7. The data processing system of claim 5, further comprising means for, if a compiled test result record has no matching test identifier as a test result record in the temporary storage location, modifying the end build identifier of the compiled test result record to have a value of one less than the build version identifier of the test result record, and means for creating a new compiled test result record in the test result database, the new compiled test result record having the same test identifier as the test result record, and having a start build version identifier corresponding to the build version identifier of the test result record, and having a test result identifier indicating that a test was not run.
8. The data processing system of claim 5, further comprising means for, if a test result record in the temporary storage location has no matching test identifier as a compiled test result record, creating a new compiled test result record in the test result database, the new compiled test result record having the same test identifier as the test result record, and having a start build version identifier corresponding to the build version identifier of the test result record, and having the same test result identifier as the test result record.
9. A computer program product tangibly embodied in a machine-readable storage medium, comprising:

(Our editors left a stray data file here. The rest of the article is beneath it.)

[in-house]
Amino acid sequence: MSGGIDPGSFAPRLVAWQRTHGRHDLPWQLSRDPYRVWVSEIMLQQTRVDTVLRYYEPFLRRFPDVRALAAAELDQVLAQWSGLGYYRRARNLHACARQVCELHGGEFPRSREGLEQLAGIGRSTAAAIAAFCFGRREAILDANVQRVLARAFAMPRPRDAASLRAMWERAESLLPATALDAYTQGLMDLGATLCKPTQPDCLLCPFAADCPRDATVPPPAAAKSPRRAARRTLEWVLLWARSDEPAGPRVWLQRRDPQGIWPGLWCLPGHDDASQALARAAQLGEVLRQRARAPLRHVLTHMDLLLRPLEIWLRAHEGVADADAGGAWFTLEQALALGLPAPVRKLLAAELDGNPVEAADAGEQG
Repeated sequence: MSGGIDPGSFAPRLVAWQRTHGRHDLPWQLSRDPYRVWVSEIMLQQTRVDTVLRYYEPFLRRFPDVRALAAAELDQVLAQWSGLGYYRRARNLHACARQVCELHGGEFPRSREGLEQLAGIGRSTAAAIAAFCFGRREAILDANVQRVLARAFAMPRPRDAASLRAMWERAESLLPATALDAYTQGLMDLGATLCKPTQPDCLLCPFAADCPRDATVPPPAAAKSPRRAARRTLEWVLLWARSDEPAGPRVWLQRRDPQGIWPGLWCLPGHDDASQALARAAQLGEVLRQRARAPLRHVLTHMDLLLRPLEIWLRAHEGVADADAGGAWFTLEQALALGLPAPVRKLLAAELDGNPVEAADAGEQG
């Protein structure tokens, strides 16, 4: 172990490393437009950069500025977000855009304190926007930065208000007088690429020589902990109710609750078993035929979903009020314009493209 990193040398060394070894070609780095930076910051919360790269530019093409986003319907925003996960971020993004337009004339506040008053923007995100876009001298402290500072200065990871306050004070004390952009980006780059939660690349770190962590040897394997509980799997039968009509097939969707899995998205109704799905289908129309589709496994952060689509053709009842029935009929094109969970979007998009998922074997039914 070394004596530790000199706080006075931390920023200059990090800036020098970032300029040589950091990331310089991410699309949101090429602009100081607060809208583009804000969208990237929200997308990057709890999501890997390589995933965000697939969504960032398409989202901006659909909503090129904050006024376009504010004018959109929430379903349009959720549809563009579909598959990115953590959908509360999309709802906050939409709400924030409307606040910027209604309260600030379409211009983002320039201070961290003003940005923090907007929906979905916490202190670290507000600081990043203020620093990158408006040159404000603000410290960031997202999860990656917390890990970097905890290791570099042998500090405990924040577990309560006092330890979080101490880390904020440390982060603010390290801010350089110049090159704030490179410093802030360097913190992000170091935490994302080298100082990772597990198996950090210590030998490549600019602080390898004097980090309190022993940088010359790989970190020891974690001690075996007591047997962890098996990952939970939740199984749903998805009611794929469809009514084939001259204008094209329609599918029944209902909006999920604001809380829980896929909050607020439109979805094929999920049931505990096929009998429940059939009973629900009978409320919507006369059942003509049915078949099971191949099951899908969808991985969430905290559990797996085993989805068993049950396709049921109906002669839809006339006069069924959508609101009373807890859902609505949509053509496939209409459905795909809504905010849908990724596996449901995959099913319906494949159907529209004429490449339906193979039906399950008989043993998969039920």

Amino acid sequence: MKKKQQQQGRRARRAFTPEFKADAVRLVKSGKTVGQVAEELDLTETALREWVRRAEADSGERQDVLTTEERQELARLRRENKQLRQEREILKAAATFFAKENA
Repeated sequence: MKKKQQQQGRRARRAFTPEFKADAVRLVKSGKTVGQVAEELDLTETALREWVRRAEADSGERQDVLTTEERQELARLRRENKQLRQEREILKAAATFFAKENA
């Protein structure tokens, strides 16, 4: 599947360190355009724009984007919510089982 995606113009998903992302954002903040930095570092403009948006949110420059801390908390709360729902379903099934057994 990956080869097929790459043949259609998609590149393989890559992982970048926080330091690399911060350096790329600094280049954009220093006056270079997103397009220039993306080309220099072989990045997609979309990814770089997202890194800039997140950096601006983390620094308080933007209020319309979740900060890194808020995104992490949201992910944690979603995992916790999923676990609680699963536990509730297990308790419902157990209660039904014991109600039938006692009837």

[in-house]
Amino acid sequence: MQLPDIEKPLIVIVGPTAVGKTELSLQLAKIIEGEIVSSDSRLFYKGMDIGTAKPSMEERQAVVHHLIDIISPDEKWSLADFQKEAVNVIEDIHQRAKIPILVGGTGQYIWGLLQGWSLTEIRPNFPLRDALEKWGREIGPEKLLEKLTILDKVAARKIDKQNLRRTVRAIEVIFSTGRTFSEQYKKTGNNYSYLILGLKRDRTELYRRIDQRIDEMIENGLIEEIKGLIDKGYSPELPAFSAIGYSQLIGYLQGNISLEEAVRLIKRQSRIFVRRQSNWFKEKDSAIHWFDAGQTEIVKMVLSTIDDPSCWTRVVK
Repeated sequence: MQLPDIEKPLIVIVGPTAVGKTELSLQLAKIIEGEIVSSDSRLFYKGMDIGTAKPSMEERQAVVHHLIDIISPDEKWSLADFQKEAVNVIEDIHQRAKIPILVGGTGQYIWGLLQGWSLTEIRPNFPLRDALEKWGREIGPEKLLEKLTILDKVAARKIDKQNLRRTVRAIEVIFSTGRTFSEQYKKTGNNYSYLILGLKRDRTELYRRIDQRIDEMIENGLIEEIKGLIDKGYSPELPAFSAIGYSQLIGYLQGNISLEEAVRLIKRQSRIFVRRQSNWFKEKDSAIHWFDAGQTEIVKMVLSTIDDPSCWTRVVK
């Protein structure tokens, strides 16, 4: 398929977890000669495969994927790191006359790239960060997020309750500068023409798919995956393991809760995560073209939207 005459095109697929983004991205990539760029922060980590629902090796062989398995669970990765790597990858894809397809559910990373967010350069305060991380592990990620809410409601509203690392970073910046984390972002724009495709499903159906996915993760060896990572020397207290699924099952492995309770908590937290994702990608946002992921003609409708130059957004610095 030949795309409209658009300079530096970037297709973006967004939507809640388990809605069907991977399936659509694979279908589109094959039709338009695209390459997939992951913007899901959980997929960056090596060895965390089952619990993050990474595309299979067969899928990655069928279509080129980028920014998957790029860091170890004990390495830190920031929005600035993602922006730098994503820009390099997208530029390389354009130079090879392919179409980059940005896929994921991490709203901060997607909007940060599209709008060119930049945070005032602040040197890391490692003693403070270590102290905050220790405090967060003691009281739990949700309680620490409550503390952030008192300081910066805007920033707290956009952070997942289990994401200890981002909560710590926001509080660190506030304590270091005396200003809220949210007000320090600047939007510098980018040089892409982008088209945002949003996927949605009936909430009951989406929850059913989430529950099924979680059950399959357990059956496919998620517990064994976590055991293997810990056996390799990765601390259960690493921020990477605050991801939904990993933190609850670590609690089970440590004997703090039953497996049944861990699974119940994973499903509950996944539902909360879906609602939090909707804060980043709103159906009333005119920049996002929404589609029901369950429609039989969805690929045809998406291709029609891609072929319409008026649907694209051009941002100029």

instructions for receiving test results, the test results including a plurality of test result records, each test result record associated with a test identifier, a build version identifier, and a test result identifier;
instructions for storing the test results in a temporary storage location;
instructions for comparing each test result record with the contents of a test result database, the test result database having a plurality of compiled test result records, each compiled test result record associated with a test identifier, a start build version identifier, an end build version identifier, and a test result identifier;
instructions for, if a test result record and a compiled test result record have matching test identifiers and matching test result identifiers, discarding the test result record; and
instructions for, if a test result record and a compiled test result record have matching test identifiers and different test result identifiers, modifying the end build identifier of the compiled test result record and instructions for creating a new compiled test result record in the test result database, the new compiled test result record having the same test identifier and test result identifier as the test result record, and having a start build version identifier corresponding to the build version identifier of the test result record.